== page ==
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NEW YORK (GenomeWeb News) – Transgenomic believes that a new PCR technology that it recently licensed from the Dana-Farber Cancer Institute could have promise down the road as a screening tool to detect early-stage cancer in blood samples.

The technology, called coamplification at lower denaturation temperature PCR, or COLD-PCR, was developed by Mike Makrigiorgos' lab at Dana-Farber. It preferentially amplifies segments of DNA that contain mutations, and is thereby able to increase the sensitivity of downstream mutation-detection methods by a factor of 10 to 100.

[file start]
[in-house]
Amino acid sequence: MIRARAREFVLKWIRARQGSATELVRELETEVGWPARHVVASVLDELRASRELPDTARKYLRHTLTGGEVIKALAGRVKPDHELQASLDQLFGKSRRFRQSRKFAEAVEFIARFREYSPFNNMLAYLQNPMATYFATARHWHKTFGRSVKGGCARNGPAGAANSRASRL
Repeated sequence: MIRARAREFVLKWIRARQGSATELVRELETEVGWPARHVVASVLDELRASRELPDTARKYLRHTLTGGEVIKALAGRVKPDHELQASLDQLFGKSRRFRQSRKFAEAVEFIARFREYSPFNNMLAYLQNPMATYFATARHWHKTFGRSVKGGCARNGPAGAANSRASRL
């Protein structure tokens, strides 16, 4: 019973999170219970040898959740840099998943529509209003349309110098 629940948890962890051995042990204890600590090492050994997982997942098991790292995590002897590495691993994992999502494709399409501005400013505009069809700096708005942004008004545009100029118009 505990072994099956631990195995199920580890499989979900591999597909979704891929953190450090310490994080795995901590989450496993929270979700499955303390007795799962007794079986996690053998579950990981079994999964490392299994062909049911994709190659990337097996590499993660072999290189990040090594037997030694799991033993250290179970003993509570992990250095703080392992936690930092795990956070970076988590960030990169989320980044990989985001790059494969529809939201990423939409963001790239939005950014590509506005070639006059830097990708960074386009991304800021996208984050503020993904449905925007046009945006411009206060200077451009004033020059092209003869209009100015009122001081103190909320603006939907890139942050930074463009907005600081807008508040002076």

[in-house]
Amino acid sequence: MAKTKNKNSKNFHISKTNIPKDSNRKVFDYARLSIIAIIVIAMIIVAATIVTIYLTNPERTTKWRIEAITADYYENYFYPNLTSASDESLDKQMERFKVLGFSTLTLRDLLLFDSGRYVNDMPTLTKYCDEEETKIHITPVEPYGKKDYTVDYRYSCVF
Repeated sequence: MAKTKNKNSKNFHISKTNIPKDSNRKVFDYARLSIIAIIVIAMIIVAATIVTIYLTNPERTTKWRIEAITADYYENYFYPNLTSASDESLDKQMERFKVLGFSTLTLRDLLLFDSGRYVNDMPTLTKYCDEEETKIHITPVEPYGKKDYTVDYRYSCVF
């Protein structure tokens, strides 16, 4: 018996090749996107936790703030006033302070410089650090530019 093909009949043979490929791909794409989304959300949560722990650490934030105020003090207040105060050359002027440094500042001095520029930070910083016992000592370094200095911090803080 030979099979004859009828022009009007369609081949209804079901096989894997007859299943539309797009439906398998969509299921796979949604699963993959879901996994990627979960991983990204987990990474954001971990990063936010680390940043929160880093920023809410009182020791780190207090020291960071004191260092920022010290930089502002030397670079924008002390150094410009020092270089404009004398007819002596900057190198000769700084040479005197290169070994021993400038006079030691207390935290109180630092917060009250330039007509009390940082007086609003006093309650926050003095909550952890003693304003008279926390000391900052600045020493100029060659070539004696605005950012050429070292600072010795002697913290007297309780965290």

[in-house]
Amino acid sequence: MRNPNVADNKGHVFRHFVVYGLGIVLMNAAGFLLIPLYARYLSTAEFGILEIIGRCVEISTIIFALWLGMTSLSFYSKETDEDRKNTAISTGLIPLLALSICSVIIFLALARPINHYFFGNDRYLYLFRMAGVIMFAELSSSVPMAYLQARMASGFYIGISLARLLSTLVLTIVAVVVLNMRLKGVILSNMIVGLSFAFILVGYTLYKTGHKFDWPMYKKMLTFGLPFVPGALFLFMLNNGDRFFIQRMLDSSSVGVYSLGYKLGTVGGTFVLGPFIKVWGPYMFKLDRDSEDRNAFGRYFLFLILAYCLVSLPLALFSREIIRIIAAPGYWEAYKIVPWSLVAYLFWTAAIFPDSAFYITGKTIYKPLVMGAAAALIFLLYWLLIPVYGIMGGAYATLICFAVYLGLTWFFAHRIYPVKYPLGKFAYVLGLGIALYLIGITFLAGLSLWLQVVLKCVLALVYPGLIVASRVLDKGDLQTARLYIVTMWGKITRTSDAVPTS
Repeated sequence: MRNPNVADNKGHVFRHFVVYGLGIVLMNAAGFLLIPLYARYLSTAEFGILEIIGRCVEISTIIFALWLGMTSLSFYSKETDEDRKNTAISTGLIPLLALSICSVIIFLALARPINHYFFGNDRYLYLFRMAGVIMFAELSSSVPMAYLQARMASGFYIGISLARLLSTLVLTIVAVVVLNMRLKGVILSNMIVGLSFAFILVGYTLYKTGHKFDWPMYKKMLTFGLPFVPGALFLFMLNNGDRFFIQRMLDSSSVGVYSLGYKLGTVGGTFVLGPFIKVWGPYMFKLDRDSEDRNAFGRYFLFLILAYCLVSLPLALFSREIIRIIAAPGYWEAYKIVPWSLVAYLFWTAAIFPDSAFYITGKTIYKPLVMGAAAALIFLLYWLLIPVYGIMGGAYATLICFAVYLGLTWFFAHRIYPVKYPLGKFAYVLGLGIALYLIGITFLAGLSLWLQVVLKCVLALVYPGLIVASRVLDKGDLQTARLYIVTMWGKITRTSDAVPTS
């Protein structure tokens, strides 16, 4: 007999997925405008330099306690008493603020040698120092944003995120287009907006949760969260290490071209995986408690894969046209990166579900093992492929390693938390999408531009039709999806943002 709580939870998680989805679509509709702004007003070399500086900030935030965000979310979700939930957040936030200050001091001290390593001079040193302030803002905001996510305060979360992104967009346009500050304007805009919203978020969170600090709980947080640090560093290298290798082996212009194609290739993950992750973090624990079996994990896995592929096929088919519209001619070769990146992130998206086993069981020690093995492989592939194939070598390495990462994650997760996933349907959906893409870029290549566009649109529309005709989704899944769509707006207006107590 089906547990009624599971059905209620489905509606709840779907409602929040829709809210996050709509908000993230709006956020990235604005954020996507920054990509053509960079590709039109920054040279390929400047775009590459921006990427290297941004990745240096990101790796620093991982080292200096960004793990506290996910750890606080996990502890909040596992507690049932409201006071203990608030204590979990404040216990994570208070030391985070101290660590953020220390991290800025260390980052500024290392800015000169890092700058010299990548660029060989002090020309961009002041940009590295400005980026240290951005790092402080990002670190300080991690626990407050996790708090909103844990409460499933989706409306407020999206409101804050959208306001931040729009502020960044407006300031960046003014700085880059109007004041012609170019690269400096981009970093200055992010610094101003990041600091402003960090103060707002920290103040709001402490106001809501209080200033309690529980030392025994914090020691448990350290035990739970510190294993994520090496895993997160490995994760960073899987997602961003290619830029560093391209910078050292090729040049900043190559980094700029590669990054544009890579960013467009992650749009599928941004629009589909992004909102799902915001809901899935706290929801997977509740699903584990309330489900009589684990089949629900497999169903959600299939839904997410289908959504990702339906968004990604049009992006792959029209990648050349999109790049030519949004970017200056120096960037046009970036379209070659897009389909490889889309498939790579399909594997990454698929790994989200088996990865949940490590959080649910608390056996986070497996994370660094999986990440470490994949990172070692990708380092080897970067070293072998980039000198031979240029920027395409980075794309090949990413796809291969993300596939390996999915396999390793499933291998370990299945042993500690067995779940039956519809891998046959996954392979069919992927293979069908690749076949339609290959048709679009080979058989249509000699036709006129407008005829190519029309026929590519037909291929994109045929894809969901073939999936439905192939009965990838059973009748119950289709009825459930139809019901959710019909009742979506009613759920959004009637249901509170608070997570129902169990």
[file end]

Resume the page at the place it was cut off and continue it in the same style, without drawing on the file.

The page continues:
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Kelvin Droegemeier, the director of the White House Office of Science and Technology Policy, is the new acting director of the US National Science Foundation.

An opinion piece at the Guardian discusses the state of SARS-CoV-2 testing in the UK.

Wired reports the University of California, Berkeley's Innovative Genomics Institute has transformed itself into a diagnostic lab to run SARS-CoV-2 tests.

In Nature this week: direct-capture Perturb-seq approach for combinatorial single-cell CRISPR screens, potential uses of genome-editing in breeding crops, and more.

May
06
Sponsored by
Isoplexis

This webinar will discuss the application of single-cell proteomics and immune-imaging in adoptive cell therapy (ACT) for cancer.